THE Intergovernmental Panel on Climate Change's report on climate change and land use made headlines last week.
I first heard about the report while listening to a radio news bulletin on Friday morning. Those who know me are well aware I have a pretty short fuse at the best of times, but by the end of the report - which probably only lasted a mere 30 seconds - I was rather worked up.
I know news bulletins are meant to be short and sharp, but this particular item seemed to simplify an incredibly complex issue.
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It said agriculture and forestry contributed a quarter of all carbon emissions, and said the IPCC report indicated the race to limit global warming might be lost unless food waste is reduced and land is used in a more sustainable way.
This 30-second grab was enough to make me investigate further and read more about the report, but I'm sure not everyone listening would've done the same. I was left wondering how many Adelaideans would have absorbed little more than a perception that 'agriculture is not sustainable', or, going even further, that 'agriculture is a cause of climate change'.
How many people are now thinking, "If we want to stop climate change, we have to cut back agriculture"?
Of course agriculture uses water and causes emissions. But it's hardly alone - everything manufactured across the globe uses natural resources, requires water, creates emissions and/or requires energy. Why is agriculture being targeted?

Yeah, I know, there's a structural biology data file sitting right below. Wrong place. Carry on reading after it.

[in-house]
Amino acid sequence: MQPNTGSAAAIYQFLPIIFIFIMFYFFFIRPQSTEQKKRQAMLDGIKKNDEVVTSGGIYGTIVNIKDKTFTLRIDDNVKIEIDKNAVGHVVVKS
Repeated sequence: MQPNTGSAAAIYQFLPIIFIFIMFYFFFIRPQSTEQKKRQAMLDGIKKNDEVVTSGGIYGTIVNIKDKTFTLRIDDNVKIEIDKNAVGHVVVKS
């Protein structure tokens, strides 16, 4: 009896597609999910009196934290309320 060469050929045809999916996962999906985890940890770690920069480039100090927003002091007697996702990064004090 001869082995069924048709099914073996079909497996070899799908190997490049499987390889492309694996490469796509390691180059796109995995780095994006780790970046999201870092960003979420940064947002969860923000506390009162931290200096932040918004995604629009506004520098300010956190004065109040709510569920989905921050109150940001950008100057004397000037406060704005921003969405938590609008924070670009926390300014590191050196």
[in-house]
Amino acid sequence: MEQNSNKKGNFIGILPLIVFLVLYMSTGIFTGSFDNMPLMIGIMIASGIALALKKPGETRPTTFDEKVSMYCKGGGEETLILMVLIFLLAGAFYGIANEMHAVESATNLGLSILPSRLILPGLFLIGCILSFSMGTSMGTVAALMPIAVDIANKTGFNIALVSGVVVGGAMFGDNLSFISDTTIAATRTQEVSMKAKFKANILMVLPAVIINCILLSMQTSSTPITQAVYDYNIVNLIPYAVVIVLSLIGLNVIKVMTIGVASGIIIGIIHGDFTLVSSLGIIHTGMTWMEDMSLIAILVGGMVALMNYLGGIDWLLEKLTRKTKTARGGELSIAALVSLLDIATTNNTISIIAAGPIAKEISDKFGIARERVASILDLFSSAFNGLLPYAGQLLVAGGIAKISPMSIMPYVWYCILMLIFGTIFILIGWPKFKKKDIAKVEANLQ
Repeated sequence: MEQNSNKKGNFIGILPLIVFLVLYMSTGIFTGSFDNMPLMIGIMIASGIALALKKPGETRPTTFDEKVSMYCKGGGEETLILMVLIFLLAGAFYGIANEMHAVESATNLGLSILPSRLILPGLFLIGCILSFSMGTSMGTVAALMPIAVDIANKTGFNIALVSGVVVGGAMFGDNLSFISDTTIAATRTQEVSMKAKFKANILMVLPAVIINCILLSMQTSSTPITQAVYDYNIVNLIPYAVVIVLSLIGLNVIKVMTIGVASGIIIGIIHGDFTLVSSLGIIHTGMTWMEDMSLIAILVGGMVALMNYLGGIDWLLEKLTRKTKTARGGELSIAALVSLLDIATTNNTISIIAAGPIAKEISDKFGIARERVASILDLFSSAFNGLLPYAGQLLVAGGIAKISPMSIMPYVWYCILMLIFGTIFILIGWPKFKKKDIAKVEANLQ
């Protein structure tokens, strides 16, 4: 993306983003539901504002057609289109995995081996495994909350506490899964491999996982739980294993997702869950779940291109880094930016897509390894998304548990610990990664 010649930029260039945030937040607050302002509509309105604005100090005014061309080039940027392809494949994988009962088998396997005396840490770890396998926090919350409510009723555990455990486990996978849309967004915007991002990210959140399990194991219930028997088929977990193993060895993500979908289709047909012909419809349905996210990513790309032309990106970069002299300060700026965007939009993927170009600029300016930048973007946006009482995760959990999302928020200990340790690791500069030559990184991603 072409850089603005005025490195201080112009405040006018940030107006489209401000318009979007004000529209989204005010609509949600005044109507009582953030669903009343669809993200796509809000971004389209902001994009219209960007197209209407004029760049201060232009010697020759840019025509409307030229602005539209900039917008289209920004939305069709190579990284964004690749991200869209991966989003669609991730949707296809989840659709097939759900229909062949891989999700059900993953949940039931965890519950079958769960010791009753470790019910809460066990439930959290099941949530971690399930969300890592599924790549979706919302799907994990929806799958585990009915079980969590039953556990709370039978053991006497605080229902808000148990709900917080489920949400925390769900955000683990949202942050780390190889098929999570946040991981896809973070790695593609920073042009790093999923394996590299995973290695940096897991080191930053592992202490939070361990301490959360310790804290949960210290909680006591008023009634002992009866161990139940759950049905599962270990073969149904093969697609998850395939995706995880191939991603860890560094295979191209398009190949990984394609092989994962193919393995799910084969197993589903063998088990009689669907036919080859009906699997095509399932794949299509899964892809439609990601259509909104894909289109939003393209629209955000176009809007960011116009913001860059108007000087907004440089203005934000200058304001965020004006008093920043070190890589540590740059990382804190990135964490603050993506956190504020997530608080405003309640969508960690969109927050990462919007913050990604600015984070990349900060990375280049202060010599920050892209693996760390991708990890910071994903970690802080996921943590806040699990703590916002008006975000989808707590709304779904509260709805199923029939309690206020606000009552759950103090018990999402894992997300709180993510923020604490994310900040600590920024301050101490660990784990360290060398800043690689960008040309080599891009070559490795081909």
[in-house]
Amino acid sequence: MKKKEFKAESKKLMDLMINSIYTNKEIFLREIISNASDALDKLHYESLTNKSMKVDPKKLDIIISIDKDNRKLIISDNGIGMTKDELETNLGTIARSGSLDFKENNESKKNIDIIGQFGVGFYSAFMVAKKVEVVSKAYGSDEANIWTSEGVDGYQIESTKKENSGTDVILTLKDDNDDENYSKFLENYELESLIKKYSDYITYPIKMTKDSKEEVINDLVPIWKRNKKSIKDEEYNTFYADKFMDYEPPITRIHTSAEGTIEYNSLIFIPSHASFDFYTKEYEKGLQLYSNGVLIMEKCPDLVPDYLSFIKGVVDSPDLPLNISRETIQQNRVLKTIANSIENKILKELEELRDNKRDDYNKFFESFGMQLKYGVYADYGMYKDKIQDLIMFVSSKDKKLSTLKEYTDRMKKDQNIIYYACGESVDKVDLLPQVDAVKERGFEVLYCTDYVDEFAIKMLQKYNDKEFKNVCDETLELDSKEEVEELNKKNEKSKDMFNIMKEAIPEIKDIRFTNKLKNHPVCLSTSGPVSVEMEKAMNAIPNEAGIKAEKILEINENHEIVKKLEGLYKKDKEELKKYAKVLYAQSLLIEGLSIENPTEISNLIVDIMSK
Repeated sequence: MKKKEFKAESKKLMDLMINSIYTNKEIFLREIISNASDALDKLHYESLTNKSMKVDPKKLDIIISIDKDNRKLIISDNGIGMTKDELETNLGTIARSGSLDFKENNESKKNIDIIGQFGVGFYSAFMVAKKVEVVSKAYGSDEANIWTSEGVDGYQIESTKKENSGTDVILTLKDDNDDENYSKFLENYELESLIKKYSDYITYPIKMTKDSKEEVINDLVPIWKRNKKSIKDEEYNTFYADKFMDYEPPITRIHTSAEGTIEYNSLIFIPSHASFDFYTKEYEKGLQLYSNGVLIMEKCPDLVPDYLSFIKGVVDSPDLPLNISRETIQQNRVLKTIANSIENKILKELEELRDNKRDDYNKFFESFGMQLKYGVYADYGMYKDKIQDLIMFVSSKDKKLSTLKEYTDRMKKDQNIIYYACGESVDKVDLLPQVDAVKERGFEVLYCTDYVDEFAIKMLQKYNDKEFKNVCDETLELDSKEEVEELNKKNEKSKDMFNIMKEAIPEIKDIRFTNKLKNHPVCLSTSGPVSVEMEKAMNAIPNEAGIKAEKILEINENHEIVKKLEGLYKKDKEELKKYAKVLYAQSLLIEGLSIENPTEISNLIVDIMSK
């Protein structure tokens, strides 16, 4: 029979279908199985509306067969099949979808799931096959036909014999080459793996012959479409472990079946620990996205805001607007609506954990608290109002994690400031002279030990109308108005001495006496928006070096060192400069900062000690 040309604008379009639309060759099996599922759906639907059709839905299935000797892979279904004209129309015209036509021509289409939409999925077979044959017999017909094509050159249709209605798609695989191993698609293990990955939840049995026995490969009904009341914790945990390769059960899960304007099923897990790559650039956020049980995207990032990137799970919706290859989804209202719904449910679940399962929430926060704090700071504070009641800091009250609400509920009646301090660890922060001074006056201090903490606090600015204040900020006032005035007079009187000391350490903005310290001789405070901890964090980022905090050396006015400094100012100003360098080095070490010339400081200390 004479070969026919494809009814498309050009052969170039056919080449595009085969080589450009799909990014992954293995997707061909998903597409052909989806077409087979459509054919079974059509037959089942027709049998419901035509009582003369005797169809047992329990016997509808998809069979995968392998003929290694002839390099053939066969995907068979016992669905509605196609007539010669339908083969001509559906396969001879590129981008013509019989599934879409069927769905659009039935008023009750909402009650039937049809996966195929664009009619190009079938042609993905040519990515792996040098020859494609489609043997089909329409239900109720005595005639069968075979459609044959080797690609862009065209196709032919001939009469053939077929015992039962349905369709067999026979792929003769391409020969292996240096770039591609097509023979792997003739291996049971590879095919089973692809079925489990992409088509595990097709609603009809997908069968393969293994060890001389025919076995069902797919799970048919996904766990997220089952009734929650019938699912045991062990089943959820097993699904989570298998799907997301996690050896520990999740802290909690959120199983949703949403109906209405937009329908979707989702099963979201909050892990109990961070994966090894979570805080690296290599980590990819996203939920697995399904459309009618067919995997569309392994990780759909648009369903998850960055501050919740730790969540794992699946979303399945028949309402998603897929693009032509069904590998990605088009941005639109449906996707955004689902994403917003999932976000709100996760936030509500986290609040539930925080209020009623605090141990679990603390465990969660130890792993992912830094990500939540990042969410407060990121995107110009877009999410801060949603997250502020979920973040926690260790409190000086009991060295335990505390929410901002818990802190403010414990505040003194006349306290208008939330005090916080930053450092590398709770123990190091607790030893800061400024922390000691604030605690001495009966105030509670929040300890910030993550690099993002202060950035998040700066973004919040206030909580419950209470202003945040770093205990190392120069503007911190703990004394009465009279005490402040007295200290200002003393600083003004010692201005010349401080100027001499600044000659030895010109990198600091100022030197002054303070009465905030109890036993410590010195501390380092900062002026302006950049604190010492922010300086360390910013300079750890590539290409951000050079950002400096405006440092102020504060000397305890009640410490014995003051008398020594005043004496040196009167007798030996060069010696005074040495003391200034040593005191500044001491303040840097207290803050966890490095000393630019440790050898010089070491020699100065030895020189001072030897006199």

Is it because it's easy to take a statistic like a quarter of carbon emissions coming from agriculture and forestry and lay the blame on someone else, rather than stopping to consider our own footprints?
How about highlighting the percentage of the world's population that is alive today thanks to the food produced by commercial agriculture?
What about vehicle pollution from cities, emissions from poorly-regulated industrial sectors overseas or ever-increasing air travel? Are these not contributing factors that, dare I suggest it, don't have anywhere near the benefits to humanity that agriculture does?
If we're going to focus on statistics and percentages, how about highlighting the percentage of the world's population that is alive today thanks to the food produced by commercial agriculture?
I know I'm biased, but what's more sustainable than the very sector that sustains human existence on the planet?
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